Amy C. Edmondson: Psychological Safety’s Importance

This article is an excerpt from the Shortform book guide to "The Fearless Organization" by Amy C. Edmondson. Shortform has the world's best summaries and analyses of books you should be reading.

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What is Amy C. Edmondson’s definition of psychological safety? What are the benefits of psychological safety?

According to Amy C. Edmondson, psychological safety in the workplace means workers feel encouraged to speak up and make mistakes without fear of reprisal. Her book The Fearless Organization explains how a psychologically safe work culture is superior to a fear-driven one.

Let’s look at what psychological safety is at work.

The Concept of Psychological Safety

According to Edmondson, psychological safety in the workplace encourages workers to ask questions, share concerns, and risk failure without fear of being judged or experiencing reprisal. She says that psychological safety bolsters factors that drive organizational success including talent, ingenuity, and diverse ideas. When combined with a strong organizational strategy to achieve goals and a motivated, well-trained workforce, psychological safety enables workers and companies to thrive in a sustainable way.

(Shortform note: Change management experts argue that companies in a post-Covid world must take further steps to build trust and ensure that employees are able to do their jobs effectively in the face of rapid changes. One step companies can take is streamlining information so employees aren’t overloaded with things that aren’t relevant to their work. At the same time, companies should provide employees with enough information to avoid creating uncertainty, which can inadvertently foster anxiety among workers who feel left in the dark.) 

When workers feel safe to speak up and make mistakes, they can: 

  • Learn and grow, tap into their creativity, and innovate at their fullest potential
  • Ward off avoidable problems by telling their organization about flawed workplace practices and conditions
  • Support growth by sharing observations about the market—a critical benefit in an increasingly complex working world defined by the quality, quantity, and accessibility of ideas

(Shortform note: Though the benefits of creating a safe work environment for employees to speak up are clear, experts say there are two distinct obstacles that lead managers to disregard workers’ voices and ideas. First, managers often lack the authority to act on employees’ ideas, so they don’t want to focus on things they can’t change. Second, managers are incentivized to meet short-term target goals and deadlines, making them less inclined to allow themselves to be interrupted by, or to proactively tackle, issues that might interfere with those things.)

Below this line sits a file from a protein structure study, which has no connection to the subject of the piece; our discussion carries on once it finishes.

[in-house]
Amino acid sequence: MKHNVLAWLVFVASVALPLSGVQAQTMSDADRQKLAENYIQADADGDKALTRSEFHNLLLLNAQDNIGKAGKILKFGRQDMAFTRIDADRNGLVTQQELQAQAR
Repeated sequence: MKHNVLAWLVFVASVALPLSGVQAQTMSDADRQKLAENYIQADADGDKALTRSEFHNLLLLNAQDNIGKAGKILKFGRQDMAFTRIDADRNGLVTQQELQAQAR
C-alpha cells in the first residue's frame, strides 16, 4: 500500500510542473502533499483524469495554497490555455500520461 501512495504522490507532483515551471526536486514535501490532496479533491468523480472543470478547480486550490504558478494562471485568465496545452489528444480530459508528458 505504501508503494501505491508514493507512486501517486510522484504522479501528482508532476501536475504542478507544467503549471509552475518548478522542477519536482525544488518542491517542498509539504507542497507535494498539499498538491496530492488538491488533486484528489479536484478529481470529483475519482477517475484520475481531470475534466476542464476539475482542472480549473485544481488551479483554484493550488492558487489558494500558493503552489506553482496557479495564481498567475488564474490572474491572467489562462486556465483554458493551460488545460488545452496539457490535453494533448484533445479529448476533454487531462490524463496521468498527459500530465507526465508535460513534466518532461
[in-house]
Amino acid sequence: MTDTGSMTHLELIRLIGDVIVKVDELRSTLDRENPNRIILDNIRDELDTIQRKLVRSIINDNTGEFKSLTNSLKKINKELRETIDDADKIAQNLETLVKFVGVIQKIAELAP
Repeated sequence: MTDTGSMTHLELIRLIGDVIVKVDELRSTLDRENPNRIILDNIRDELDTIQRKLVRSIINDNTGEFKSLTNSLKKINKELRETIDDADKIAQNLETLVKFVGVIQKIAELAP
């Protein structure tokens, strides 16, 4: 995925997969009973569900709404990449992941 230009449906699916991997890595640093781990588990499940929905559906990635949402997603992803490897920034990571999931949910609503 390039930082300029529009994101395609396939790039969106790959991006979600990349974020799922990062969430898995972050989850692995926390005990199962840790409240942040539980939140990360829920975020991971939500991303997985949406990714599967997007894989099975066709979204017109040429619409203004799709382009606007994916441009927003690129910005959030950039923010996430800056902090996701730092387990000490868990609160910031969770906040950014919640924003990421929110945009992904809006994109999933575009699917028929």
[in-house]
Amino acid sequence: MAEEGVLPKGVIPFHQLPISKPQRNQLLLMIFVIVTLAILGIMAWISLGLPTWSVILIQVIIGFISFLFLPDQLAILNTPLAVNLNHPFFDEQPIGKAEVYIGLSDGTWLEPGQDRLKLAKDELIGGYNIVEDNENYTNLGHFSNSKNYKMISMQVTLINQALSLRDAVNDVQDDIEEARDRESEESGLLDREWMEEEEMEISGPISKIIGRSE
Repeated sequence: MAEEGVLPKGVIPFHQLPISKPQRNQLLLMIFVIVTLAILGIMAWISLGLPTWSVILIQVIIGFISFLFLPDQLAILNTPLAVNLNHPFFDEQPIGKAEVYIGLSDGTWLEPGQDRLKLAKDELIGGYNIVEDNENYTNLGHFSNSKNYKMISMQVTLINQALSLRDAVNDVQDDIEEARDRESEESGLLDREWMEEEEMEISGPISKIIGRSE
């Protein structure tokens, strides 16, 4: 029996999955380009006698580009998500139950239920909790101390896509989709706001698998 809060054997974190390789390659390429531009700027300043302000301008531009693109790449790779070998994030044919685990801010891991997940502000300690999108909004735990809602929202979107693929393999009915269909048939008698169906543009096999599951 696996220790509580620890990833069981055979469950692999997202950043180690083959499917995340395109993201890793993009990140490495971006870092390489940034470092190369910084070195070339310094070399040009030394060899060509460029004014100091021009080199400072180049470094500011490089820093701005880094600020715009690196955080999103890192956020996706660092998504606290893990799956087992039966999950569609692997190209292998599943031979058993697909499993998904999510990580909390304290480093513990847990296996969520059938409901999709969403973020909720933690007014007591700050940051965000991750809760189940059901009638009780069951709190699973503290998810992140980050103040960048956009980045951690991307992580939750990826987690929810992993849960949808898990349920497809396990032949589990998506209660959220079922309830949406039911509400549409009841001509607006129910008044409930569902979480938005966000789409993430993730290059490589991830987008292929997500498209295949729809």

Research-Backed Benefits of Psychological Safety

According to Edmondson, decades of research find positive effects of psychological safety on learning, engagement, and performance in the workplace. Research from the 1960s found that people who feel psychologically safe navigate organizational change more effectively than those who don’t, and that psychological safety helps employees overcome defensiveness and anxiety—freeing them to focus on shared goals rather than protecting themselves. Studies in the 1990s found that employees more fully engage at work when they feel comfortable expressing themselves than if they’re worried about having to defend themselves. 

In 1999, Edmondson’s dissertation research helped define and provide deeper insight into the role of psychological safety within workplace teams. She found that psychological safety is a feature that manifests in and supports teams’ and groups’ work together and that some team leaders are able to create and foster it, while others aren’t. She concluded that leaders who are able to build psychologically safe environments can improve employee well-being, engagement, and performance; mitigate company risk; and promote high organizational performance across a range of work environments.